Even with centuries’ worth of knowledge at our fingertips, the lessons of history so easily fade. Consider Octavius Catto, a name you’ve likely never heard unless (a) you’re an expert on early civil rights leaders or the city of Philadelphia or (b) you were at Symphony Hall this past weekend to hear composer Uri Caine’s oratorio honoring Catto.
Catto, a Black man born in 1839, was a teacher, baseball player, and orator who shared stages with Frederick Douglass. With his fiancée Caroline Le Count, he fought against segregation on public transit in Philadelphia nearly a century before Rosa Parks famously refused to give up her seat in Montgomery, Ala. After the passage of the 15th Amendment, which guaranteed the right to vote to male American citizens regardless of “race, color, or previous condition of servitude,” he encouraged Black men in Philadelphia to vote Republican: the party of Lincoln, which tended to support civil rights more than the opposing Democrats. He was assassinated in daylight near his home by a white rioter on Election Day 1871, the second Election Day under which his right to vote was constitutionally protected.
A newspaper article published shortly after his death concluded that “he would doubtless have become a leader among his brethren” had he lived. His name faded into obscurity, but thanks to a dedicated group of advocates, Caine included, he is being remembered again.
His story is vividly told in “The Passion of Octavius Catto,” which the Boston Symphony Orchestra performed in the first weekend of this month’s festival, “Voices of Loss, Reckoning, and Hope,” which features music that engages with contemporary social issues. Caine, a native of Philadelphia and genre-spanning pianist, grew up steeped in the city’s jazz scene. He first heard Catto’s name from older Black members of the community. More recently, he read a 2010 biography of Catto that provided many of the details for the “Passion.”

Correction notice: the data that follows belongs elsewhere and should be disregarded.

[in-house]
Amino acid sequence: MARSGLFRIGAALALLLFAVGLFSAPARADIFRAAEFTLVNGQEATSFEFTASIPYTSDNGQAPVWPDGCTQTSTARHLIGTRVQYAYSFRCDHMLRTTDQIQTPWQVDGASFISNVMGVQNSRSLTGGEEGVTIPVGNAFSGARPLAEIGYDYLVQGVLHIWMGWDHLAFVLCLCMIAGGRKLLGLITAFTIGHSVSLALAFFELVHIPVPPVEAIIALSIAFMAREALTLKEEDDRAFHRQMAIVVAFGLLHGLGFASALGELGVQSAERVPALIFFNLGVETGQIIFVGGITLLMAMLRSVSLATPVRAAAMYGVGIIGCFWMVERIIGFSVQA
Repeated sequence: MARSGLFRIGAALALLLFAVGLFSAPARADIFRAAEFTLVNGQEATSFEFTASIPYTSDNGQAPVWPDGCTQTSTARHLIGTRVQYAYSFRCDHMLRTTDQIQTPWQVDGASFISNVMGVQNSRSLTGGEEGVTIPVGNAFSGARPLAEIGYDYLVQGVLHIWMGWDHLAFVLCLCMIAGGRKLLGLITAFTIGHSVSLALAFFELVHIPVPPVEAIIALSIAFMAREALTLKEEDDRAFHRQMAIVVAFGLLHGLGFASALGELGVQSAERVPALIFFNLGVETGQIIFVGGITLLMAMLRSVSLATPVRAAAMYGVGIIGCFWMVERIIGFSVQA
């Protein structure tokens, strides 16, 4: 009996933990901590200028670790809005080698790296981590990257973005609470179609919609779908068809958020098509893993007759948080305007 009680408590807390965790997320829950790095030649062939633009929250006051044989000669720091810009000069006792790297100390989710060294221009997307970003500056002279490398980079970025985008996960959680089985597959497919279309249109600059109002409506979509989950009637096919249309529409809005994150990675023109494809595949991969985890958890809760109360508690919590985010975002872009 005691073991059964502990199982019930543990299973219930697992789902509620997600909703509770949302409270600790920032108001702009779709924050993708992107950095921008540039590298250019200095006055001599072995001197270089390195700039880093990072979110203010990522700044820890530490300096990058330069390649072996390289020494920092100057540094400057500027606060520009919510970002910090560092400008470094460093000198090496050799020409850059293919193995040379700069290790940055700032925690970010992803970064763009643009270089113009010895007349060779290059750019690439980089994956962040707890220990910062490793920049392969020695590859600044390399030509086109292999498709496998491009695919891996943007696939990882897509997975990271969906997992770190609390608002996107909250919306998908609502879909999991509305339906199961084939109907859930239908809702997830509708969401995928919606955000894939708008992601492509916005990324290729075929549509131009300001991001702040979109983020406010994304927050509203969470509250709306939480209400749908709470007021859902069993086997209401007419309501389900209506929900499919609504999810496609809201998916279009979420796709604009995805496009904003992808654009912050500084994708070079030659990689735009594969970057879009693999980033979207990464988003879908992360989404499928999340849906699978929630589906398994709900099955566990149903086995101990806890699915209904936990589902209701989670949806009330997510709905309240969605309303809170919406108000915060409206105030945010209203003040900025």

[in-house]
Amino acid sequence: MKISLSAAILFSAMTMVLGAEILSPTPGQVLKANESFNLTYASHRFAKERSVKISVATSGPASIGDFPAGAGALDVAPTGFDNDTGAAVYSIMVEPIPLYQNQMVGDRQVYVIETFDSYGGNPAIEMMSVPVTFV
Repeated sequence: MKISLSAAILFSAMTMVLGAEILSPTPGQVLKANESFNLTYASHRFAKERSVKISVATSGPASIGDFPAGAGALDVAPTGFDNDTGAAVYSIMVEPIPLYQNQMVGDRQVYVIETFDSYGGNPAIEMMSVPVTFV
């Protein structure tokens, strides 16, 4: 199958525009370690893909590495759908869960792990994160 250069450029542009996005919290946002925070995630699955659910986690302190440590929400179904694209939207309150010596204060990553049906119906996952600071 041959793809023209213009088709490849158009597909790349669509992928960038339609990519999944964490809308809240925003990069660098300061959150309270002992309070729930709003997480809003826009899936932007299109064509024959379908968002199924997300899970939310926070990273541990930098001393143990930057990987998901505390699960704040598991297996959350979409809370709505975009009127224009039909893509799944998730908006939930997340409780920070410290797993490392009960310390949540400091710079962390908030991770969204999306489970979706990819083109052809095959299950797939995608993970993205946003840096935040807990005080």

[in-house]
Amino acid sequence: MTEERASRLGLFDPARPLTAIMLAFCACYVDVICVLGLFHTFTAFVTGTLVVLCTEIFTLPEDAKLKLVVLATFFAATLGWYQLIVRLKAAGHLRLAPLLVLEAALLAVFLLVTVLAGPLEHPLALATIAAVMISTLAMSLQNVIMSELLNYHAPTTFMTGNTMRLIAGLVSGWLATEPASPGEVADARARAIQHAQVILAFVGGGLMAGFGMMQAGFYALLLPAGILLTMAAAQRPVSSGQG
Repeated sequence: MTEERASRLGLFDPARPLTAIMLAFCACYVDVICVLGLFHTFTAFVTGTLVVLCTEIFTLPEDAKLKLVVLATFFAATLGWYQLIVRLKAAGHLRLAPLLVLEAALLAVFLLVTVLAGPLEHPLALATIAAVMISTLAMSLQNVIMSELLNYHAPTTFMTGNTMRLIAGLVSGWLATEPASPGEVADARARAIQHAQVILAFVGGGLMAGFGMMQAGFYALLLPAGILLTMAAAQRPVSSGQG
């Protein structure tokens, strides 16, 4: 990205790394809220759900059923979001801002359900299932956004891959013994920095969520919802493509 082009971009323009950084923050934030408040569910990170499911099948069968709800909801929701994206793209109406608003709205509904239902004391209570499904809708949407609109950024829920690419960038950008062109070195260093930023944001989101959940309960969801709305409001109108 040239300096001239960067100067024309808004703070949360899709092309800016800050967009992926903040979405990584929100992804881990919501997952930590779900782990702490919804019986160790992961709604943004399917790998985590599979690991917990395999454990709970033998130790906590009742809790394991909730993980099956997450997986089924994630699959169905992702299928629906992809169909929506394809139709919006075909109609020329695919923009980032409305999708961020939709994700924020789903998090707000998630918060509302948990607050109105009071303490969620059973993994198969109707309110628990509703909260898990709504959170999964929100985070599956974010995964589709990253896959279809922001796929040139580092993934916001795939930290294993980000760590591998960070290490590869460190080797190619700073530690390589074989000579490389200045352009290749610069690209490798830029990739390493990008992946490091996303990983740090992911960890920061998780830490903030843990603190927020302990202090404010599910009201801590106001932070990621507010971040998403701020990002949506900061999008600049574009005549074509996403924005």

The “Passion” did not try to transport its listeners back in time or bring Catto to life on the stage with any measure of verisimilitude. Caine selectively called on some music of Catto’s time to set the scene, but also injected references that modern audiences would understand — “Take Me Out to the Ball Game,” “We Shall Overcome,” and a heaping spoonful of gospel. The seventh movement treated words from the 13th, 14th, and 15th Amendments with the same gravitas and pathos with which a hymn would treat Scripture.
Vocalist Barbara Walker, a dynamic singer and storyteller with a velvety rasp, delivered a roof-raising performance, and the Catto Chorus — assembled from several local ensembles for this concert — responded to her calls magnificently. Caine’s eponymous trio, featuring the composer on piano and synthesizer alongside bassist Mike Boone and drummer Clarence Penn, contributed punchy and free-flowing improvisations to the oratorio’s instrumental movements. Even conductor André Raphel was seen singing along at several points, never missing a beat.